We participated in drafting the constitution and we strongly believe that Islam, democracy and human rights are compatible. So since 1981 we tried to deepen these universal values within the Islamic culture.
     
    VOA: Despite being democratically elected, Ennahda agreed in December to step down in favor of a more technocratic government, to serve until the elections later this year. To what extent did the military coup that ousted elected President Mohamed Morsi in Egypt affect your party’s decision to step aside?
     
    GHANNOUCHI:  We focused on the main goal of our nation, which was to make the process of democracy succeed. So keeping the power in our hand or not was not the most important thing.
     
    We offered the Tunisian people a very democratic, moderate constitution. We sacrificed our position in government because the national interest was to guarantee that the Tunisian people have a constitution and a neutral government.  We are very keen to put the Tunisian train on the track of democracy and we did.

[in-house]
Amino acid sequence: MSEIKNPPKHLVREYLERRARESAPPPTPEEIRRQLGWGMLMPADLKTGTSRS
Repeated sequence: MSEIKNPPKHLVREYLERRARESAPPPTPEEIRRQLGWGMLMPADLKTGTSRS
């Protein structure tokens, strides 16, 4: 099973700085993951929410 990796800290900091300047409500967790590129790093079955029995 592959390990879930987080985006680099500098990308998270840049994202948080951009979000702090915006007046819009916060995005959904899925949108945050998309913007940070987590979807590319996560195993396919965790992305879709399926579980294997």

VOA:  Would you be an Ennahda candidate for the presidential elections?
     
    GHANNOUCHI:  No, I do not have this ambition; this revolution was made by the youth, so I am very keen to give the opportunity to the Tunisian youth.
     
    VOA:  What are the prospects of coexistence between Islamists and secularists within Tunisia when there are still fundamentalist elements among the Islamists who could derail progress?
     
    GHANNOUCHI:  Any faction that uses violence we have to fight against it because problems in the society have to be solved through dialogue and not through weapons, killing people or excluding them.
     
    Salafism is not one phenomenon; it is a very complicated one. So Salafists who do not use violence, we dialogue with them and there are two or three Salafi (political) parties in Tunisia, working within the law. Whoever uses violence to impose his ideas we will have to fight against him.
     
    The phenomenon of international terrorism is a very marginal one in Tunisia and the general culture in Tunisia is a peaceful one, so there is no future for fundamentalism or violence.
     
    However a lack of (economic) development is fueling this phenomenon, it spreads in the poorest areas, so without a real project to develop these areas, no solution can succeed.